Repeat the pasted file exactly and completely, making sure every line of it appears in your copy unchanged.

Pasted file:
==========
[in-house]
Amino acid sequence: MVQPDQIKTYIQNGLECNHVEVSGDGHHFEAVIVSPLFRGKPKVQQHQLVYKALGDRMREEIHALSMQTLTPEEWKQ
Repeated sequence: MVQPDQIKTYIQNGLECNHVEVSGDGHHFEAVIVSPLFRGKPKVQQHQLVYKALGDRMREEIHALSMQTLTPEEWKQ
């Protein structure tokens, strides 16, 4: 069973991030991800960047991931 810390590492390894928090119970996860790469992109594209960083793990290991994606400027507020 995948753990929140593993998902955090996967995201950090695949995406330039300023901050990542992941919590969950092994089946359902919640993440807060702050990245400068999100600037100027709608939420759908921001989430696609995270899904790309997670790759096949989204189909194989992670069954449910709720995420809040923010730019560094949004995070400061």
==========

[in-house]
Amino acid sequence: MVQPDQIKTYIQNGLECNHVEVSGDGHHFEAVIVSPLFRGKPKVQQHQLVYKALGDRMREEIHALSMQTLTPEEWKQ
Repeated sequence: MVQPDQIKTYIQNGLECNHVEVSGDGHHFEAVIVSPLFRGKPKVQQHQLVYKALGDRMREEIHALSMQTLTPEEWKQ
């Protein structure tokens, strides 16, 4: 069973991030991800960047991931 810390590492390894928090119970996860790469992109594209960083793990290991994606400027507020 995948753990929140593993998902955090996967995201950090695949995406330039300023901050990542992941919590969950092994089946359902919640993440807060702050990245400068999100600037100027709608939420759908921001989430696609995270899904790309997670790759096949989204189909194989992670069954449910709720995420809040923010730019560094949004995070400061």